August CEO Departures Jump To 95, Include Changes at HP, Sara Lee

95 August CEO Departures Put 2010 Total Over 2009

Turnover among the nation’s chief executive officers increased slightly in August, as 95 CEOs announced their departures, 8.0 percent more than a 16-month low of 88 in July. Perhaps more notable than the number of CEO departures in August was the fact that they included high-profile and unexpected exits at such major companies as Hewlett-Packard, Sara Lee and General Motors.

While the August figure was up from the previous month, it represents the third lowest departure total of the year, according to the CEO turnover report released Wednesday by global outplacement firm Challenger, Gray & Christmas, Inc. August turnover was six percent lower than the same month a year ago, when 101 CEO changes were recorded. This marks just the third time in 2010 that monthly CEO turnover was lower than the corresponding period in 2009.

Overall, the pace of CEO departures is slightly higher than a year ago with 856 changes announced through August, compared to 834 at this point last year.

Health care led all industries in turnover in August with 19 CEO changes, bringing the year-to-date total for the sector to 142. That is 19 percent more than the 119 CEO changes announced this year in the second-ranked government and non-profit sector. The third most volatile sector, financial services, has seen 81 CEO departures this year, including eight in August.

The computer sector had 10 chief executives leave their post, including one of the most notable departures of the month, Hewlett-Packard’s Mark Hurd, who resigned under pressure from the board of directors after an investigation uncovered an inappropriate relationship and falsified expense reports. The Hurd story continues to grab headlines, as Oracle CEO Larry Ellison, who was outspokenly critical of HP’s decision to force its leader to resign, hired Hurd as co-president on September 6. Within 24 hours, Hewlett-Packard filed suit to block the hire, claiming Hurd could reveal trade secrets to his new employer.

Other high-profile CEO departures in August included Brenda Barnes, chairman and CEO of Sara Lee Corp., who left to focus on her health after recovering from a 2005 stroke. General Motor’s CEO Ed Whitacre, who replaced ousted CEO Fritz Henderson on December 1st, announced he will leave GM at the end of the year, after overseeing vast improvement in GMs operations. Ann Moore, CEO of Time, announced that she will retire in September.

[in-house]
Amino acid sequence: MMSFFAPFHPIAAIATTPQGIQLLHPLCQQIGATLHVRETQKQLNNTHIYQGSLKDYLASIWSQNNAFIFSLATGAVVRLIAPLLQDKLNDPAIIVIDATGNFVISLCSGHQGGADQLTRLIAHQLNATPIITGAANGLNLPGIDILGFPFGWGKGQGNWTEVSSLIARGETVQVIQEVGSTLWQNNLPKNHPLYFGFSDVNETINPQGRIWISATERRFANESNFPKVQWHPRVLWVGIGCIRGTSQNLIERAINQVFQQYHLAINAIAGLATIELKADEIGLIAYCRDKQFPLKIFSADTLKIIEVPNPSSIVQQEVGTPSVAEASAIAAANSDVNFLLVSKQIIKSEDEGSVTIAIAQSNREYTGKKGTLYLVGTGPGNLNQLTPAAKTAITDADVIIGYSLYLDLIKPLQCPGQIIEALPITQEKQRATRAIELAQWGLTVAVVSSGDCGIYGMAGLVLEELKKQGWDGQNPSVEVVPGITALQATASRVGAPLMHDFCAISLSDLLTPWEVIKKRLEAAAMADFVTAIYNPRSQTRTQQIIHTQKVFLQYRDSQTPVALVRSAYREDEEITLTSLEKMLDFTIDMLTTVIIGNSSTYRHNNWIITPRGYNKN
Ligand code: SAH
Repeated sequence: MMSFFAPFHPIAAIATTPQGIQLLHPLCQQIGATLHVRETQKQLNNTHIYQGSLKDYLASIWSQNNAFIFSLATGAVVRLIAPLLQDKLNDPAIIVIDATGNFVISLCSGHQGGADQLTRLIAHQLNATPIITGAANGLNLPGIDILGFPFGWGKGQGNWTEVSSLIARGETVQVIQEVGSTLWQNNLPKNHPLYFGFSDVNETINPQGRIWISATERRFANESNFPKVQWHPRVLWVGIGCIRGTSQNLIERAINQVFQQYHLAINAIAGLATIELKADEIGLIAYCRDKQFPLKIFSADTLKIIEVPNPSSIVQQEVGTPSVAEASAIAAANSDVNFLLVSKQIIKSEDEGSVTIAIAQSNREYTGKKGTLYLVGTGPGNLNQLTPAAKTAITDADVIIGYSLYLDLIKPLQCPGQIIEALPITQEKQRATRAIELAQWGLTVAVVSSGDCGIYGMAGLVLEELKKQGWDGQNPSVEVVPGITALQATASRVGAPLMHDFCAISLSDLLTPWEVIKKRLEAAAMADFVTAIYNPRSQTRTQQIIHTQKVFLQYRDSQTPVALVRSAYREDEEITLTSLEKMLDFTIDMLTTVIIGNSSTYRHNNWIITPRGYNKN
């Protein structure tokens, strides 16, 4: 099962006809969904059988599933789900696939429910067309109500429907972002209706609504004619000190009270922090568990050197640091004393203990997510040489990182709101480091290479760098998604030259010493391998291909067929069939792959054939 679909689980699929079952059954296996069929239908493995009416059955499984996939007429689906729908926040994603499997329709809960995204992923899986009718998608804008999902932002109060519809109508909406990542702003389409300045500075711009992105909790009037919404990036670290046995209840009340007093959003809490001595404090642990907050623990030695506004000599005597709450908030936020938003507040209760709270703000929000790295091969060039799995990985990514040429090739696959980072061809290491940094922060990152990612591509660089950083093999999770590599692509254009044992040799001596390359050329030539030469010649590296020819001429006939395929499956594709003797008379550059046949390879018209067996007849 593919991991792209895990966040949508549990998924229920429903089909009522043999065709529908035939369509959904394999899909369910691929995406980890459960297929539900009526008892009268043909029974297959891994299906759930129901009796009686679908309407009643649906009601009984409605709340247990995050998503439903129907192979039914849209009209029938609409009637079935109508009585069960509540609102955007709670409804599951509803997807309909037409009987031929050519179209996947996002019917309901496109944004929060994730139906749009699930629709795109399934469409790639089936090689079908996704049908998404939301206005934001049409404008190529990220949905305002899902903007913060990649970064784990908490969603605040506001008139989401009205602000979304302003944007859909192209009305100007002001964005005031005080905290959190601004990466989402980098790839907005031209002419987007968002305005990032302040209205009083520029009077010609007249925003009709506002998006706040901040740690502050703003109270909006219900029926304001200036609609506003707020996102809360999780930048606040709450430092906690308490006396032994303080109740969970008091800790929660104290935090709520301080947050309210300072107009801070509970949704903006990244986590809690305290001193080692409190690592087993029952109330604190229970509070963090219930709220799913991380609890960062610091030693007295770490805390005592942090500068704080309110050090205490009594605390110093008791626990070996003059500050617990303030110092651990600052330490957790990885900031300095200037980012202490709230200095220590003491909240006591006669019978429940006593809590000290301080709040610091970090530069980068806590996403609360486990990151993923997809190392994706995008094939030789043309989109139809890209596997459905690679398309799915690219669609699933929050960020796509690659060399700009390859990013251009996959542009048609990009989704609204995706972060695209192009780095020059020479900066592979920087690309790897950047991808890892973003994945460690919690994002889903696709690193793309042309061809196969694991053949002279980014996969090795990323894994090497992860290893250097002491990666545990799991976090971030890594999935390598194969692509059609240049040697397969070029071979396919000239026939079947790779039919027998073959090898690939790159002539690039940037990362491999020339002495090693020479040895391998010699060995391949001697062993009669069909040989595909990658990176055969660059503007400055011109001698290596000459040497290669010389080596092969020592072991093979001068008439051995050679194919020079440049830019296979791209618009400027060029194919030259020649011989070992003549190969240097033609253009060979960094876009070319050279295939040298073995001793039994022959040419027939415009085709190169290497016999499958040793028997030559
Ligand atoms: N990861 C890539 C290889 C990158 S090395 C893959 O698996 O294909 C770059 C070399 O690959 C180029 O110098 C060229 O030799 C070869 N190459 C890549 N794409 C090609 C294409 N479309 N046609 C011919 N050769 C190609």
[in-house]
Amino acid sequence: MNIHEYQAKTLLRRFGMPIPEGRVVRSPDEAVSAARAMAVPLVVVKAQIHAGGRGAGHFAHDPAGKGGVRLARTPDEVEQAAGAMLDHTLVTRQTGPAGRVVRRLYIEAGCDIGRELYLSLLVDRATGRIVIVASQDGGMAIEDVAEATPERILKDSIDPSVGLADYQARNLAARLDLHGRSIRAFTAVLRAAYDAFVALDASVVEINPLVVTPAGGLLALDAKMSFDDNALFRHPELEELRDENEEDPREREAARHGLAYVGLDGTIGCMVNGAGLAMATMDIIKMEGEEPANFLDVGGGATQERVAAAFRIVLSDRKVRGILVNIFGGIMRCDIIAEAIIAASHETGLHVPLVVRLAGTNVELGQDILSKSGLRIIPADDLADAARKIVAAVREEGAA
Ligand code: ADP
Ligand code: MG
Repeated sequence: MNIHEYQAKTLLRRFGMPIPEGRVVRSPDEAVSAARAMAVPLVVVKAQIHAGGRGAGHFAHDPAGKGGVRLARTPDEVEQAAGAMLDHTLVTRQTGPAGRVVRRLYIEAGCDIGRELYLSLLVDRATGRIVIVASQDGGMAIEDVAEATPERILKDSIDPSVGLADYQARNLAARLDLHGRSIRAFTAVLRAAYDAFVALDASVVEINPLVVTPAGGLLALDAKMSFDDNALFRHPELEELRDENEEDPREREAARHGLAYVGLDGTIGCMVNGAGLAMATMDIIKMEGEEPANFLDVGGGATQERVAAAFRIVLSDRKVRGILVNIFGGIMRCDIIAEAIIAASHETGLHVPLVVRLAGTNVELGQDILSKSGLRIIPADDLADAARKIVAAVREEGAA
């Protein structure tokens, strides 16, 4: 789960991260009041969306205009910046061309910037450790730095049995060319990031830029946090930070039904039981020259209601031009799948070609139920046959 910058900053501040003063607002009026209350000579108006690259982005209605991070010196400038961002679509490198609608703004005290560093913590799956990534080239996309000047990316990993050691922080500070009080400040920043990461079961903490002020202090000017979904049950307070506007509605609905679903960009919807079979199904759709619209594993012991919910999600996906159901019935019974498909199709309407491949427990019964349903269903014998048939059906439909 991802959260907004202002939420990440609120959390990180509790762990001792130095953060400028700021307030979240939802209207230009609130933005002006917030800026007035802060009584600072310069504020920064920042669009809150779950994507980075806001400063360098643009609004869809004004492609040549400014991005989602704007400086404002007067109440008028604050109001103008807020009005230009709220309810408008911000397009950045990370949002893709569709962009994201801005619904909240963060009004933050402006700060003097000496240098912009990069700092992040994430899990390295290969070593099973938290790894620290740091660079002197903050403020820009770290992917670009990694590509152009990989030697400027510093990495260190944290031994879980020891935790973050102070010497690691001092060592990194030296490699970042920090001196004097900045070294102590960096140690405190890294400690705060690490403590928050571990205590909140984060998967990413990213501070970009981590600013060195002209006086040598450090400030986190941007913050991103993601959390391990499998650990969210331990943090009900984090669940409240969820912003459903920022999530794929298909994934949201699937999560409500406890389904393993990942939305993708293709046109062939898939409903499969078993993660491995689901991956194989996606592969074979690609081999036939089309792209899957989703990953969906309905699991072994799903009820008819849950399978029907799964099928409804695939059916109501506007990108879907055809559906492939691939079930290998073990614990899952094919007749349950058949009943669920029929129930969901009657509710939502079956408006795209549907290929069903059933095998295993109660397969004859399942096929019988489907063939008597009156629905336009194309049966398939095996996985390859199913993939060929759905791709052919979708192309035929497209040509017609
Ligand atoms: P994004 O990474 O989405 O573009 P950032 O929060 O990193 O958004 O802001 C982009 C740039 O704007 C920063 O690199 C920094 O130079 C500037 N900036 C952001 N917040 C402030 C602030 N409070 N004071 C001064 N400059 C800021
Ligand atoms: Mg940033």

“These high-profile CEO exits often shine a spotlight on the company and it is not always flattering. Many questioned HP’s wisdom in forcing out a CEO who was responsible for turning the company around. Making matters worse is that they did not have much a succession plan. As a result, the company was hammered on Wall Street. GM, on the other hand, did it right. Whitacre always said he would only stay until the company got turned around. He accomplished that, announced his departure well in advance and named his successor,” said John A. Challenger, chief executive officer of Challenger, Gray & Christmas.

“However, even high-profile departures executed well can leave companies in a state of volatility. New CEOs often mean changes for the other c-level positions as the new leader brings in his or her own team. It may not happen overnight, but it usually happens. A new CEO does not just mean change in personnel. It usually means structural or operational change. In the case of Time Inc., for example, the new CEO will oversee the company’s publications conversion from a money-losing print format to a digital format, which is still unproven in terms of being profitable,” said Challenger.


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